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Announcement
July 15, 2020

Still United mutual aid tool kit wins best project of French/American Online Design Schools Workshop

FACE Foundation

Still United. Illustration, French-American Online Design Schools Workshop.

Presented by The Cultural Services of the French Embassy in the United States, as part of Oui Design and in collaboration with WantedDesign, the French-American Online Design Schools Workshop brought together 34 international students from 11 American and French schools to respond to the pandemic crisis and find creative solutions to offset the financial, health, mobility and community impacts of COVID-19.

Still United, focusing on mutual aid and how Coronavirus has been revitalizing the concept of community for the 21st century, was awarded Best Project. Developed by students Alexiane Capitaine (École Estienne, Paris), Anton Blondeau (Strate, Sèvres), Eugenie Zuccarelli (ENSAD, Paris), Hadley Feingold (Parsons, New York), Naelle Frega (ENSAAMA, Paris), and Pietro Quintino Sella (Pratt, Brooklyn), the winning team created a tool kit that can be used as a communication signal to offer aid to neighbors during and after the pandemic. The 9 other projects can be viewed here.

Workshop
Co-led by Sophie Larger of École Nationale Superieure des Arts Décoratifs (ENSAD) in Paris and Allan Chochinov of the Products of Design program of the School of Visual Arts (SVA) in New York, the online workshop took place on Zoom from Wednesday, May 27 through Friday, May 29, 2020.

The 34 students came from leading French and American design schools, including ENSAD (Paris), PARSONS (New York), SVA (New York), École Estienne (Paris), ENSCI Les ateliers (Paris), ESAAT (Roubaix), ENSAAMA (Paris), Strate School of Design (Sèvres), PRATT Institute (Brooklyn), RISD (Rhode Island) and SAIC (Chicago).

Organized in 10 transatlantic teams, the students collaborated virtually from their homes for 3 days to create projects addressing the urban responses to the COVID-19 public health crisis. Led by teams of referees and mentors from ENSAD, Parsons and École Estienne, the students from diverse cultural and educational backgrounds came together to share and compare experiences of the pandemic on both sides of the Atlantic and use this dialogue to inform and craft design solutions to inadequacies they perceived in the spheres of Healthcare; Mental Health; Mobility and Public Spaces; and Community and Communication.

The jury, chaired by Allan Chochinov, and including Julie Lasky, matali crasset, Amélie du Passage, and John Edelman, reviewed the 10 projects and bestowed the title of Best Project on Still United, developed by students Alexiane Capitaine, Anton Blondeau, Eugenie Zuccarelli, Hadley Feingold, Naelle Frega, and Pietro Quintino Sella.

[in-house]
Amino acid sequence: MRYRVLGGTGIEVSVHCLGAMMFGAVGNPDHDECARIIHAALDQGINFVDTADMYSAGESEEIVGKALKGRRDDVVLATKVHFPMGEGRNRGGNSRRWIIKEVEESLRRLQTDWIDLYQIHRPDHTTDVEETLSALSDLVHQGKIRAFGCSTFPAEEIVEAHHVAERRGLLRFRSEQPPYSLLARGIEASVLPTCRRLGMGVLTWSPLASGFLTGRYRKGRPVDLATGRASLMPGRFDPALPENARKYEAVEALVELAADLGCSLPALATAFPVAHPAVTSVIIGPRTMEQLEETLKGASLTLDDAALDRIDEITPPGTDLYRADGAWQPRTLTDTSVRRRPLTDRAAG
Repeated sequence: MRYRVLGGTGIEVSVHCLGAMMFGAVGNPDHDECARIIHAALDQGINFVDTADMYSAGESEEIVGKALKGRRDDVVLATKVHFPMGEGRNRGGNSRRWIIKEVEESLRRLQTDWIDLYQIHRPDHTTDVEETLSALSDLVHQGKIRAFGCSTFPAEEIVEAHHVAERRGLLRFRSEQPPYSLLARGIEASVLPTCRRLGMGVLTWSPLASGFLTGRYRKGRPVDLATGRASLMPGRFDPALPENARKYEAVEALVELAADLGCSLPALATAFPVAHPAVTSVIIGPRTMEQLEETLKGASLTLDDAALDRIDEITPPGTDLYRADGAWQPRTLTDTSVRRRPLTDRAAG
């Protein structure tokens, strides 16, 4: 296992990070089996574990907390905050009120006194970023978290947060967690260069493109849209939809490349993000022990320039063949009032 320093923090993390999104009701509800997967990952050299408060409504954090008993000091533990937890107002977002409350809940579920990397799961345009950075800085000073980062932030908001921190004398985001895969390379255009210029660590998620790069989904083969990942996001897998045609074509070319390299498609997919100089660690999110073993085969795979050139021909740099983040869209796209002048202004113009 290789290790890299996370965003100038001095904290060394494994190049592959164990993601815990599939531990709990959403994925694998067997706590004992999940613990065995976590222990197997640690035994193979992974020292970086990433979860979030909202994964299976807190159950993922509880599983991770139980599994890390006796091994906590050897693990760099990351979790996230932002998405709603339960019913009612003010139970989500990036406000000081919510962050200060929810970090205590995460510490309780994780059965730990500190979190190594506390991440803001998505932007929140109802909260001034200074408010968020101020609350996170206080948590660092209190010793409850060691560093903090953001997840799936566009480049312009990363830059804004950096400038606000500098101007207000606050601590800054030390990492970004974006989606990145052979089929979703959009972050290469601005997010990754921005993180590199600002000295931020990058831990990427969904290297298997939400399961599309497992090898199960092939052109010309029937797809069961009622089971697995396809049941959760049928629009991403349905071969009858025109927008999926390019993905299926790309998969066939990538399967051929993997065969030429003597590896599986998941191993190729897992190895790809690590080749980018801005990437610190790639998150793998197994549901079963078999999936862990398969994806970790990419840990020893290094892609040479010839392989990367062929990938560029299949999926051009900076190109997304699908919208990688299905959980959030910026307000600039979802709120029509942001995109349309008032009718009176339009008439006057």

Winning projects
Still United is a kit containing coded stickers, posters, and swaths of fabric to be displayed within and outside residential buildings by residents according to what services inhabitants are willing to provide to their neighbors, who might be more vulnerable to the pandemic (ex: grocery shopping or doing laundry).

“Using simple means for maximum effect, Still United promises to accomplish several goals: provide a way for members of a community to receive assistance from their neighbors; create a supportive feeling among people who might otherwise feel alienated and isolated in a pandemic; beautify neighborhoods through colorful graphics; and inspire other communities to do the same. Still United shows how we can safely maintain a physical connection through the proxy of these graphics and the help they represent.” stated Julie Lasky, jury member and journalist at the New York Times.

Second place was shared by the projects LISTen and Sanny. Developed by Kazuki Guzmán (SAIC), Laura Jaramillo (RISD) and Naïs Hoang (École Estienne), LISTen consists of digital communication tools (an app and newsletter) aimed at facilitating open conversations and strengthening interpersonal relationships during a pandemic-related confinement, in order to offset the threat of domestic physical and emotional abuse. Sanny was created by Allison (Han-Yu) Yang (Pratt Institute), Bart Haney (SVA) and Emilie Durand (Strate School of Design): a trio of bags (Grocery Bag, Tote and Pouch) filled with sanitizing LED strips which illuminate with UV-C light, the project aims to radically reduce the spread of bacteria and viruses into our homes.

“In a globalized world, collaboration across borders is not optional, but essential to achieving better understanding and better answers. But this collaboration is exactly what has been threatened by the crisis, and we need to fight to maintain it for years to come. The international design community is not so much a given in our current times as a precious network we must foster every day. This is what we are proud to do at the Cultural Services of the French Embassy with the Oui Design program, and this is why, with WantedDesign, we were so happy to be able to transition the workshop into an online format. We salute the students who, under exceptional circumstances, came up with brilliant and creative solutions to help all of us adjust to our new shared reality,” said Gaëtan Bruel, Cultural Counselor of the Embassy of France in the United States.

The French-American Online Design Schools Workshop is presented by the Cultural Services of the French Embassy in the United States as part of Oui Design, in collaboration with Wanted Design and with the support of FACE Foundation, Institut Français—Paris, and the French Ministry of Culture. We thank Core 77 as our media partner for this workshop.

More information on wanteddesignschoolsworkshop.com.

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